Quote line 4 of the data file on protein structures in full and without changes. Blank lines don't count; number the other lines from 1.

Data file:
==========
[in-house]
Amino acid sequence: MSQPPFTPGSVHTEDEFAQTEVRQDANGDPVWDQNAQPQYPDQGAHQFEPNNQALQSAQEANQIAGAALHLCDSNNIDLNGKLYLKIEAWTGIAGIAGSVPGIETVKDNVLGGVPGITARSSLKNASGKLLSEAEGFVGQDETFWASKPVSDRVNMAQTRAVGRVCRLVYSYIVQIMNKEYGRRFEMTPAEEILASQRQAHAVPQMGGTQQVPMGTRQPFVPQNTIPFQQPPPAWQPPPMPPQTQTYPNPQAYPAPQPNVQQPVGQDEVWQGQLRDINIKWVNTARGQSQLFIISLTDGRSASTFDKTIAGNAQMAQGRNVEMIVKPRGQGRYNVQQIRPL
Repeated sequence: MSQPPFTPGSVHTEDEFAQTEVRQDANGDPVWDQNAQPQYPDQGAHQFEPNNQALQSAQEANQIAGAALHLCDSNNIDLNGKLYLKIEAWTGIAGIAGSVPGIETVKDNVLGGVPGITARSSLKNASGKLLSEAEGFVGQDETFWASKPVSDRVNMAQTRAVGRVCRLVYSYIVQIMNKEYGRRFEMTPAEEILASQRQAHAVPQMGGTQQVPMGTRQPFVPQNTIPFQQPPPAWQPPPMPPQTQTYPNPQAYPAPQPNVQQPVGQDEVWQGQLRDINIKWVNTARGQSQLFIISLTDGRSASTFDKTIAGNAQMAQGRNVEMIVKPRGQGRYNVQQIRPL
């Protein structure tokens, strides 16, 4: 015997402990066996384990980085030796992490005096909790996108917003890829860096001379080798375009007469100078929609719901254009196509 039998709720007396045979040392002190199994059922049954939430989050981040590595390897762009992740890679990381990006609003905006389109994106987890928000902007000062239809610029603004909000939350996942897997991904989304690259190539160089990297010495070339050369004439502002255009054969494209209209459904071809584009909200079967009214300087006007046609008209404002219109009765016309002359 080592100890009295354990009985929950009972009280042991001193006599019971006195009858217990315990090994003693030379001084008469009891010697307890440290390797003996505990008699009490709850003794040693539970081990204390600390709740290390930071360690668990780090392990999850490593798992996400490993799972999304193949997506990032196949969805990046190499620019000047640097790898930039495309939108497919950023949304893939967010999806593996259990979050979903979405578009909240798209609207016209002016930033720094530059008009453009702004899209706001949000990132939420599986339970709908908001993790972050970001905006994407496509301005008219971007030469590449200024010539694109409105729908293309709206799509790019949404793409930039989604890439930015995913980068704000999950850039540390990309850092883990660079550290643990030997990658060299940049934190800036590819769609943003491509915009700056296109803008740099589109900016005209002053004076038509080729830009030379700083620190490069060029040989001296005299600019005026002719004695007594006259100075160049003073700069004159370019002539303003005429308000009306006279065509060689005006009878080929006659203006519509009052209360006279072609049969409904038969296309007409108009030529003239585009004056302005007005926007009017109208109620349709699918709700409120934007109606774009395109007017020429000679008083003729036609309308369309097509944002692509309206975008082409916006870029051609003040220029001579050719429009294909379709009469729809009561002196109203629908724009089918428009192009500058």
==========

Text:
């Protein structure tokens, strides 16, 4: 015997402990066996384990980085030796992490005096909790996108917003890829860096001379080798375009007469100078929609719901254009196509 039998709720007396045979040392002190199994059922049954939430989050981040590595390897762009992740890679990381990006609003905006389109994106987890928000902007000062239809610029603004909000939350996942897997991904989304690259190539160089990297010495070339050369004439502002255009054969494209209209459904071809584009909200079967009214300087006007046609008209404002219109009765016309002359 080592100890009295354990009985929950009972009280042991001193006599019971006195009858217990315990090994003693030379001084008469009891010697307890440290390797003996505990008699009490709850003794040693539970081990204390600390709740290390930071360690668990780090392990999850490593798992996400490993799972999304193949997506990032196949969805990046190499620019000047640097790898930039495309939108497919950023949304893939967010999806593996259990979050979903979405578009909240798209609207016209002016930033720094530059008009453009702004899209706001949000990132939420599986339970709908908001993790972050970001905006994407496509301005008219971007030469590449200024010539694109409105729908293309709206799509790019949404793409930039989604890439930015995913980068704000999950850039540390990309850092883990660079550290643990030997990658060299940049934190800036590819769609943003491509915009700056296109803008740099589109900016005209002053004076038509080729830009030379700083620190490069060029040989001296005299600019005026002719004695007594006259100075160049003073700069004159370019002539303003005429308000009306006279065509060689005006009878080929006659203006519509009052209360006279072609049969409904038969296309007409108009030529003239585009004056302005007005926007009017109208109620349709699918709700409120934007109606774009395109007017020429000679008083003729036609309308369309097509944002692509309206975008082409916006870029051609003040220029001579050719429009294909379709009469729809009561002196109203629908724009089918428009192009500058």